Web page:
Minister for Employment Michaelia Cash thinks she’s got the plan to get young unemployed people into work. But Jon Faine has some suggestions of his own.
In this week’s budget, the Coalition announced a $751 million, three-point strategy called Youth Jobs PaTH, one of a number of changes to welfare and employment services. While praised as an improvement to Work for the Dole, the plan has drawn criticism thanks to its focus on internships, of which 30,000 will be offered per year. Businesses will be given $1,000 to take an intern on for up to 12 weeks, while under 25s who accept one will get an extra $100 on top of their dole payments.
Given the internships could last up to 25 hours a week, that means as little as $4 extra per hour for those who go into the program.
While the government hasn’t been pleased with the quizzical response to the package so far, Cash made a bright start on ABC radio this morning, in a chat with Jon Faine.
“This is a three stage process, it’s very exciting,” she said. And the Minister certainly did sound excited.
The host, less so. Jon declined to Faine enthusiasm.
As Cash made her general pitch – “real life experience”, “employability skills” – he interrupted her, encouraging a more specific response. But efforts one, two, and three didn’t prove a charm.
“For the fourth time Minister, how does it work,” the host probed drolly.
Two minutes in and no one seemed too happy with how things were going.
Importantly, Cash went on to say the first stage of the program, which involves “basic skills” training, would be compulsory for those on welfare in their first five months, opening the possibility those who dodge it will have their payments docked. She said this phase would help under 25s develop “soft skills” like ‘working in a team’, ‘communication’ and ‘punctuality’.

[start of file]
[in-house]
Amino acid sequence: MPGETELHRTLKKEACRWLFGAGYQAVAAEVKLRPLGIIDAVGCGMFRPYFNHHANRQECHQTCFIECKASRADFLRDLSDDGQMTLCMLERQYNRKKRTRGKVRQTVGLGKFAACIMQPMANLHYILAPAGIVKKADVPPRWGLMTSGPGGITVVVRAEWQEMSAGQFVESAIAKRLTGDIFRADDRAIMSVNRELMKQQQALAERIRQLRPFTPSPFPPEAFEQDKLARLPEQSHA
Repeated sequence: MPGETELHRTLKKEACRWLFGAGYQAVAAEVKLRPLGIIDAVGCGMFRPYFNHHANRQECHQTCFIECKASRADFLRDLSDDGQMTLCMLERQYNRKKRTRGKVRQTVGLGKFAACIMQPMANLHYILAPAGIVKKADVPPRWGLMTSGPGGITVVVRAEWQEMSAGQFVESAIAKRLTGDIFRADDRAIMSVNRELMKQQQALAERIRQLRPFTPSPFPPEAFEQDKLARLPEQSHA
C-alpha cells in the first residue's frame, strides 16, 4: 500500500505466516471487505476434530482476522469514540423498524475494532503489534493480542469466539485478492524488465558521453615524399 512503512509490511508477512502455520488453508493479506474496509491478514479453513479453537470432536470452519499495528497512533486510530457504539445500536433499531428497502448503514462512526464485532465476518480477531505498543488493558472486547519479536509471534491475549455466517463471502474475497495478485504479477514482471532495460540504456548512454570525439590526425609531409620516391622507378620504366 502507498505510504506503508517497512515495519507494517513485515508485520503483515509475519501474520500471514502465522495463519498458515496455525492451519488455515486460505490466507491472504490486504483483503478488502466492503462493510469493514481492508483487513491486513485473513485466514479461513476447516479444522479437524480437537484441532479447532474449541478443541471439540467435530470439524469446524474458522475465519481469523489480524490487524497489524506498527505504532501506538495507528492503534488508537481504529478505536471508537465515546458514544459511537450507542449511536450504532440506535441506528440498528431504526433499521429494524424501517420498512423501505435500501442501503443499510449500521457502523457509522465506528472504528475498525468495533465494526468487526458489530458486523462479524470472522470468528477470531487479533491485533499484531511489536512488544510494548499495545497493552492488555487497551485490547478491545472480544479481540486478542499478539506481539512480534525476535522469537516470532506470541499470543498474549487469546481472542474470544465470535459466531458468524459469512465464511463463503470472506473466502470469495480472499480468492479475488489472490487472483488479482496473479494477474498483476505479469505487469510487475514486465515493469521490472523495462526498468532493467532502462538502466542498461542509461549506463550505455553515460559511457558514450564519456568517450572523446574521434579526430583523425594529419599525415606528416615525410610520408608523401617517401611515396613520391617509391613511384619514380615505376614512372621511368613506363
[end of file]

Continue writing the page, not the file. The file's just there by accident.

Faine was now thoroughly fed-up. Helpful guy that he is, the host added his own suggestion as to the kind of training Cash’s program could include.
“You might teach people how to directly answer questions when they’re asked the first time instead of the fifth time,” he said.
Before Cash could take the bait he moved, pushing the Minister on what would happen to those who did not attend this ‘soft skills’ training. Would they be pushed off their payments?
With Faine now offering policy tips, and the interview speeding off the rails, Cash also decided to swap roles, putting a question of her own to the ABC host.
“Why do you focus on the negatives, Jon? Seriously, you’re focusing on the negatives.”
The chiding didn’t stop him, and the interview ploughed on from a tad bit tense to downright absurd. Faine suggested the government wouldn’t be able to regulate the program any better than it had 457 visas, 7-Eleven, or vocational education.
Faine: “It’s those geniuses who put this scheme together! It is so capable of being rorted, so obviously being turned into the sort of 7-Eleven rort that it beggars belief it is thought to be genuine job creating policy.”
Cash: “Ahhhhh, ab-so-lute-ly, fun-da-mentally, incorrect.”
Faine: “Which bit?”
Cash: “Everything you have just said.”
More interruptions followed, as Cash remained determined to stretch the word “aaaaab-so-lootley” to its greatest possible length at every available opportunity.
“Apart from yourself and Ged Kearney, everyone else has given this the thumbs up,” the Minister gloated.
“Whether I give it a thumbs up or thumbs down is irrelevant and I’m not doing anything. I’m asking you question about how it works, that is my role, that is the job, that someone does in this position regardless of their personal views,” Faine shot back.
So loud had Cash’s laughter grown, it was hard to hear the end of Faine’s defence.
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